The Alaskan pollock industry is the largest commercial fishery in the United States, accounting for 2 billion pounds of catch annually, or a third of all seafood caught (by weight). Careful monitoring of pollock stocks and migration patterns on the part of the Alaska Department of Fish and Game (ADFG) and other conservation and management bodies have contributed to the sustainability and robust trade economy of the fishery. The Alaskan pollock fishery is endorsed by the Marine Stewardship Council (MSC), a third-party marine conservation group that certifies commercial fishing operations for environmentally sound and sustainable practices and management.
Alaskan Pollock, also known as Walleye Pollock, is a near-ubiquitous staple in processed seafoods on the consumer end: fish sticks, imitation crabmeat, and fish patties for popular fast-food chains all depend upon pollock for their production.
Climate change trends and the warming of waters in the Bering Strait, along with the retreat of winter ice farther north, have begun to have an impact on this Alaskan fishery, however. Warmer sea currents have apparently shifted some of the migration patterns of the pollock population, causing them to move farther north and west, away from expected fishing grounds. This migration has led the pollock right out of American waters and across the border into Russian territory, provoking a potential conflict with Russian fishing industries.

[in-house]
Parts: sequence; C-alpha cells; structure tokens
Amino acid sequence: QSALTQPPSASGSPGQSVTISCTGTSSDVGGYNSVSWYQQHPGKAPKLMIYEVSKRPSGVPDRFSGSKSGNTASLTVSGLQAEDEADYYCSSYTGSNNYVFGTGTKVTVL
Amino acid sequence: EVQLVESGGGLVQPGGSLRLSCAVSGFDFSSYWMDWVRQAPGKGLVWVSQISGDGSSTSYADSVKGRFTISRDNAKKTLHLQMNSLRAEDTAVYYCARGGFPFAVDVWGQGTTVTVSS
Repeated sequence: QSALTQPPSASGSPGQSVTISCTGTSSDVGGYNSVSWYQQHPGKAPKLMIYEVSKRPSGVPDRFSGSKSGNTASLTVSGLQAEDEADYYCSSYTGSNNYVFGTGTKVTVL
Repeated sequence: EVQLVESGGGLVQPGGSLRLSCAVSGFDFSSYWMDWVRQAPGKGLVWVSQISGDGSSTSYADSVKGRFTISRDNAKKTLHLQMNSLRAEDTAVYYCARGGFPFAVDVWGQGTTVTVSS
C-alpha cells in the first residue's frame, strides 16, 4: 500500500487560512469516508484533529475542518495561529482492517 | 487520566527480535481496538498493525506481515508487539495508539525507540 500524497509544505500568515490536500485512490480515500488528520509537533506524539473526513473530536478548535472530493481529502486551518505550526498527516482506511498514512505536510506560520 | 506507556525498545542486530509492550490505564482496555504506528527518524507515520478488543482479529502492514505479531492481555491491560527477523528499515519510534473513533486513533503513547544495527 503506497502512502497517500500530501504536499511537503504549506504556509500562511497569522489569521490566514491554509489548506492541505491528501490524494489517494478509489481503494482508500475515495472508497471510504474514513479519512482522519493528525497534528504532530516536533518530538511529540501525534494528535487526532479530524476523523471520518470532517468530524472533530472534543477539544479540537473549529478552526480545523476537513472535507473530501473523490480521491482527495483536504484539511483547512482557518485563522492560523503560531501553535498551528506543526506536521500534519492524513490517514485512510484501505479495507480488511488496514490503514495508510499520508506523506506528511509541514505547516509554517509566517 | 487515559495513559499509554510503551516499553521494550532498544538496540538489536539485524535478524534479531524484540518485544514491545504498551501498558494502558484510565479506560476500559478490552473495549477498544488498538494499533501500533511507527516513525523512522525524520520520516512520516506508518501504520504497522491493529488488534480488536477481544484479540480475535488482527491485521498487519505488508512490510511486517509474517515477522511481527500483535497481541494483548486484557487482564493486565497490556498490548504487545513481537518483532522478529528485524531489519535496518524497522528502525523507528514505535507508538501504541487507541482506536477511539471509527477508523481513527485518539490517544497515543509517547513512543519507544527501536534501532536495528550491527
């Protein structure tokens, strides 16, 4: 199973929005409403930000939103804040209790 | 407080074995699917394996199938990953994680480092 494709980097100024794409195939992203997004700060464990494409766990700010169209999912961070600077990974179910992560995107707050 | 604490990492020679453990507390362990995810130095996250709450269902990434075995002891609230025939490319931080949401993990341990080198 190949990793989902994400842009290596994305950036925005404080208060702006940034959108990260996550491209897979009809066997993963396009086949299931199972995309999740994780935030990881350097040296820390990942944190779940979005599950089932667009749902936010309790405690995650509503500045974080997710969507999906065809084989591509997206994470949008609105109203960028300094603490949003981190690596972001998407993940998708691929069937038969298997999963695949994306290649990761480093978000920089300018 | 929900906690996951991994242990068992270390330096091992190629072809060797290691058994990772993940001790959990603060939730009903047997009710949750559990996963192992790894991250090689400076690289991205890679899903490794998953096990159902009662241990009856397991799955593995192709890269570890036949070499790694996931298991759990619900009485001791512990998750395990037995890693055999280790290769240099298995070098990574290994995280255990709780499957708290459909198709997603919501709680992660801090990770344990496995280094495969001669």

Other results of climatic shift have been noted, as well. Salmon have been found colonizing rivers farther north, and whales have been spotted well into the Arctic, where they apparently wander, starving, in search of food after krill die-offs in traditional feeding territories. This ecological shift has also contributed to massive seabird deaths in some areas, and unexpected blooms of phytoplankton in the warming waters.